Class relationships are really important and noone wants a "complicated" one. Now although grammar does help sometimes it is still hard to decide which class should relate to which thus you end up not thinking too much about it and dump them on a need to have basis.
One way to think of classes is in terms of the object state they enforce. So in essence you have classes of two kinds. Muttable (the value of its fields can change) and immutable (you can tell from their final fields [Disclaimer]). It's good practice not to mix the two since mixing a mutable with an immutable will give you a mutable one at the end :(.
The reason you should strive to design immutable classes is that are easier to maintain, (no state to worry about!) encourage reusability (objects are effectively constants!) and last but not least are thread safe. (woohoo, no concurrency bugs!)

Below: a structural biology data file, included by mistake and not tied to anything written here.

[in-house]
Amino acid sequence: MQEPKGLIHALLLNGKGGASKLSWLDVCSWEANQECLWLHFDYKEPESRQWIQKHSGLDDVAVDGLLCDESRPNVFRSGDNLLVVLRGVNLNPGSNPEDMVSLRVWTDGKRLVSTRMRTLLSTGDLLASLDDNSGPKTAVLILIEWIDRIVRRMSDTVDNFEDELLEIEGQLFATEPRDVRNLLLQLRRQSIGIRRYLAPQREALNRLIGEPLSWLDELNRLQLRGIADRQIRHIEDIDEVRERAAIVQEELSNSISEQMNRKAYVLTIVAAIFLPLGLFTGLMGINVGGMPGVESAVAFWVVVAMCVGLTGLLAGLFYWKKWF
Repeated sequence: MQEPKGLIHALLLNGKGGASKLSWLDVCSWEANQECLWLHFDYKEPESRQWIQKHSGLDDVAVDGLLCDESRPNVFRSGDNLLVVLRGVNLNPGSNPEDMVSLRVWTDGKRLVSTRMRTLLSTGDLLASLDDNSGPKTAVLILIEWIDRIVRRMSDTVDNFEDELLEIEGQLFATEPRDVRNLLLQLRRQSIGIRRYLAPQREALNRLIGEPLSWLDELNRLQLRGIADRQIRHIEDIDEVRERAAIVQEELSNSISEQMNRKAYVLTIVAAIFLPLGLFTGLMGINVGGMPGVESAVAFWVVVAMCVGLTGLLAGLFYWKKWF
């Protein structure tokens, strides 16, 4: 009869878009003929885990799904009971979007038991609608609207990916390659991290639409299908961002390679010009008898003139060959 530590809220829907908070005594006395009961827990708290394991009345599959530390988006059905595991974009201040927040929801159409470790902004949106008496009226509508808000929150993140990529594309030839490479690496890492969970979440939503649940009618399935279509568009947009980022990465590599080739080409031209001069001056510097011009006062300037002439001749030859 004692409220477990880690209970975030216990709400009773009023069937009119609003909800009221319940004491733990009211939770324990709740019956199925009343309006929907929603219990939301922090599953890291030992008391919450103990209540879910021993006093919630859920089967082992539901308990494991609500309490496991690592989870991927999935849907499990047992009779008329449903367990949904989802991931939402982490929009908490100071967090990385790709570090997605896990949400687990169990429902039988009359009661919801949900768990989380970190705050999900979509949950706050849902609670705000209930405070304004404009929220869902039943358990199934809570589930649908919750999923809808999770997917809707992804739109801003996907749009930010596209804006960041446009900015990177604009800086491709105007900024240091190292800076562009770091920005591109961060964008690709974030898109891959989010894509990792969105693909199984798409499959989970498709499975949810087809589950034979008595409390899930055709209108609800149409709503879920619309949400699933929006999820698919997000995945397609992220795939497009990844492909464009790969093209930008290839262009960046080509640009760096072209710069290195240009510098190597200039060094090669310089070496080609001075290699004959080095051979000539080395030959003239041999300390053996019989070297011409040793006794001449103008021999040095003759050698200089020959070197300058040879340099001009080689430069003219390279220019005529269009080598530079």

Let's take a look at the survival kit to identify classes that qualify for immutable. The text talks about 2 distinct shipping methods. USCANADA and INTERNATIONAL. See a pattern here? With ShippingMethod as your class, you can have 2 objects, one for USCANADA and second one for INTERNATIONAL. Yes constants (use CAPITAL to get your point across). In Java you can use an Enum for defining constants.
- Start with private final fields.
- Don't have (possible) immutable classes with mutable properties.
- Make constants out of your immutable classes and reuse them.
There is still a long way to go before we start sending survival kits out, so leave your feedback below on how you would specify any further class relationships, now that you have acquired that extra knowledge.
Also, Misko Hevery gives you another clue as to how to think about your class relatiosnhips when it comes to dependency injection
Disclaimer: Not strictly true. final is about not changing the reference of an object while the object itself might still change. Take an array for example, though you might not be able to assign a different one, you can still change its contents. Kudoz: Misko Hevery